Malwarebytes Labs recently released its quarterly Malwarebytes Labs Cybercrime Tactics and Techniques report, revealing that schools are often the first organisations to see malware threats emerge.
According to the report, the way students and staff behave – namely bringing multiple connected devices from home and using them across school networks – can potentially compromise important data.
Below, The Educator talks to Jim Cook, regional director, Australia and New Zealand, Malwarebytes, about what schools should know, and how they can mitigate these threats.
TE: Given the large presence of mobile devices in schools, how can principals and ICT departments respond to the threats that this standard student behaviour (carrying and using mobile devices) is likely to pose to school networks?
JC: Mobile devices are a reality – in APAC overall there is a real move to ‘mobile only’ in lower income families, and generally the mobile threats relate to Android phones. Schools are no exception, and in Australia Android phones are by far the most popular first phones for kids. Malwarebytes offers an Android and an IOS security app which is designed specifically to deal with the rise in mobile malware. Principals and IT departments can help in a number of ways – firstly by ensuring that network layer security devices are configured to deal with mobile malware, and secondly by educating students on the best ways to keep safe on the internet.
TE: Another important finding was that the biggest concern for decision-makers is the potential for malware to be deployed via email. What kind of protections can teachers, principals and other staff, who rely on this method of communication daily, take to ensure they’re not exposed to this threat?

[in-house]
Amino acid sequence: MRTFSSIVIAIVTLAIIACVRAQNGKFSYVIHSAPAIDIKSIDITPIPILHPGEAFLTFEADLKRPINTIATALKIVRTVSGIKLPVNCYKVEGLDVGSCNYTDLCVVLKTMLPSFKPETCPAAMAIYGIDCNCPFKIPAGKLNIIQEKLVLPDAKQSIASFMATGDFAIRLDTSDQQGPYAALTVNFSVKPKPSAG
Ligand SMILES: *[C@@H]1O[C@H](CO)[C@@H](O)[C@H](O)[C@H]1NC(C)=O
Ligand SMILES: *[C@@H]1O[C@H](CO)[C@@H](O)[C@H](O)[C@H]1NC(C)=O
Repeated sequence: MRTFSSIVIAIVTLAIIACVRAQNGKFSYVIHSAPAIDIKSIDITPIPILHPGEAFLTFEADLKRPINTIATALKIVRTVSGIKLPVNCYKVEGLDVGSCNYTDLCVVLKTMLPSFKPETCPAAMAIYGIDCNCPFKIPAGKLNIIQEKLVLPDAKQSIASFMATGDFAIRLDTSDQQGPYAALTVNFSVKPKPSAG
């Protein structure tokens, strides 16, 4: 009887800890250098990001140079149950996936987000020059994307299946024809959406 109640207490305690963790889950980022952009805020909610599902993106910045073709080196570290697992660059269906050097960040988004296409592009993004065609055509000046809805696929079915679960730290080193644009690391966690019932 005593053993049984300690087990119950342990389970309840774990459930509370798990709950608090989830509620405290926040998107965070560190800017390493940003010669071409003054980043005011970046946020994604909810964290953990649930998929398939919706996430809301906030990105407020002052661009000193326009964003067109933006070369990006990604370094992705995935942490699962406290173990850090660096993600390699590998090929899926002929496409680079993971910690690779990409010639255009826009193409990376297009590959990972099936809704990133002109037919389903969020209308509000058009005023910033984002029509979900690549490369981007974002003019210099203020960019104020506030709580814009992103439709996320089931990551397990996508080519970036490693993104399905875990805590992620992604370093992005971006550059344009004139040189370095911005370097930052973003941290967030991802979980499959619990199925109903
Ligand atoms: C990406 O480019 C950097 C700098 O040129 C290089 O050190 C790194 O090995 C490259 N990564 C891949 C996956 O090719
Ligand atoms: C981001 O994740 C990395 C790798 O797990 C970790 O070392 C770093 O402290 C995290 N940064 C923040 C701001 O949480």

JC: Education and vigilance is important. Schools need to make sure they are educating both staff and students about the potential risks of malware infections. Many network and cloud based security devices can scan email for malicious attachments and links, and Malwarebytes provides protection directly on the end points, be they PC, Mac, Android or IOS against this kind of threat.
TE: You said that “as the cyber threat landscape evolves, there is a need for schools to understand cybercriminals’ tactics, and ensure their security is capable of keeping their staff and students protected”. What are some of these tactics and how can schools respond?
JC: The threat landscape is constantly evolving and it is incumbent on all of us to be aware of what is happening. Schools need to understand what part they are playing in the Cybercriminal’s plans in order to protect staff and students. Sign up to the Malwarebytes blog, read relevant press and generally just be conscious of the cyberworld – make it part of the conversation. Schools are not just targeted on the campus. Staff and students are using the same devices at home as they are at school, they can become infected by browsing at home and then bring the compromised device back to the school network. Often this happens when people are browsing completely legitimate sites, which have been targeted with malicious adware and are infected without them even knowing it.
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